Antiulcer agents and medications for acid peptic disease are commonly used drugs that rarely cause liver injury. Most agents act by inhibition of gastric acid production, neutralization of acid or protection of the gastrointestinal mucosa from acid injury. These agents are used for both prevention and therapy of duodenal and gastric ulcer disease as well as to alleviate acid reflux, esophagitis and minor upper intestinal discomforts.
The most commonly used antiulcer agents are antacids such as aluminium or magnesium hydroxide (Maalox, Mylanta and many others) and calcium carbonate (Tums, Rolaids and others). Antacids are minimally absorbed and have no known adverse effects on the liver. Antacid use may cause a minor rise in urinary pH and rarely the calcium salts cause hypercalcemia.
The major, most potent and effective antiulcer medications are the selective histamine type 2 receptor blockers (H2 blockers) and the proton pump inhibitors (PPIs). Both classes of antiulcer medications block the pathways of acid production or secretion, decreasing gastric acidity, improving symptoms and aiding in healing of acid-peptic diseases. These are some of the most commonly used drugs in medicine and are generally well tolerated and rarely result in serious adverse events. Nevertheless, both of these classes of agents have been linked to rare instances of acute liver injury and are discussed in LiverTox.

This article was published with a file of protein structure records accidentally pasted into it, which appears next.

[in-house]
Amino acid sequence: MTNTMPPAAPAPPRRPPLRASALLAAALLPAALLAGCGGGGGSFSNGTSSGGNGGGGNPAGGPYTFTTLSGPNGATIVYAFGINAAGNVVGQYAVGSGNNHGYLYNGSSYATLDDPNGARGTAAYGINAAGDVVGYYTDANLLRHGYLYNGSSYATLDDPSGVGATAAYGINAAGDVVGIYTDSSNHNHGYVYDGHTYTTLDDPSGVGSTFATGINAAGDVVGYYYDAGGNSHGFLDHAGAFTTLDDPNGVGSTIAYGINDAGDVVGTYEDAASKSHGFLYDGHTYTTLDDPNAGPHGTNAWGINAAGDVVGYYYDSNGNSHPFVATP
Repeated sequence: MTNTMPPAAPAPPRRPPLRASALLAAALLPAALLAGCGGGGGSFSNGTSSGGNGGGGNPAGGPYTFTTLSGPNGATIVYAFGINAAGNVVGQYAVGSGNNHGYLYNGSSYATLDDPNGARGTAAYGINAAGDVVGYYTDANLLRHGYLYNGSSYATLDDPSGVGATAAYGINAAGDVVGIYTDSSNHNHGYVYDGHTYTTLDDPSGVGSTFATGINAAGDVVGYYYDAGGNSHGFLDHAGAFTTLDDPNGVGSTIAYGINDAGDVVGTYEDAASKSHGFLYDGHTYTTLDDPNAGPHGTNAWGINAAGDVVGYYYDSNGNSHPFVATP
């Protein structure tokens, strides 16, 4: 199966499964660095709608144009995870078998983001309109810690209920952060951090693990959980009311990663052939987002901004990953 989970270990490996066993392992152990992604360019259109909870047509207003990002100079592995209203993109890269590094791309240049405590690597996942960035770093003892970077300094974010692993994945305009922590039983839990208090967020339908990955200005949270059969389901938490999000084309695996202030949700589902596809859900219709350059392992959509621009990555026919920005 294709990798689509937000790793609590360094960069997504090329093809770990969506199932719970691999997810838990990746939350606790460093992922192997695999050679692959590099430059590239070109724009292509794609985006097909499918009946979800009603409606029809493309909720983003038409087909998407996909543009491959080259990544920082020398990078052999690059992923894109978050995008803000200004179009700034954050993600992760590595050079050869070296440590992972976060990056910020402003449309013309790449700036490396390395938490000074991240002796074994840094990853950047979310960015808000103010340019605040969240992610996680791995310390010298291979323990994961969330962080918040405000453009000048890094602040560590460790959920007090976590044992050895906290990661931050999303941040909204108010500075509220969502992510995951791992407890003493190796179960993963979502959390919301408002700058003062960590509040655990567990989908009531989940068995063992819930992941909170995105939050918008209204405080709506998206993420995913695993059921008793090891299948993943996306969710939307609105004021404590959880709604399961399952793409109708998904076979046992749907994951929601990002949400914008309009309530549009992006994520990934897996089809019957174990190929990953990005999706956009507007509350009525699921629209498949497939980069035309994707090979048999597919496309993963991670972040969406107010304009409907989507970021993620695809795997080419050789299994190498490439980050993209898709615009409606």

Other antiulcer drugs include mucosal protective agents such as sucralfate and prostaglandin analogues (misoprostol). Sucralfate (Carafate and others) is a sulfated polysaccharide that becomes a viscous polymer adhering to ulcers in mucosal surfaces and aiding in healing. Carafate is not absorbed and has not been linked to liver injury. Misoprostol is a synthetic prostaglandin E1 analogue that inhibits acid secretion and aids in ulcer healing. Misoprostol is absorbed systemically, but has not been linked to liver injury, probably because its other side effects and need for four times daily dosing limit the duration and degree of exposure.
The antiulcer agents in clinical use that are discussed in LiverTox include the following: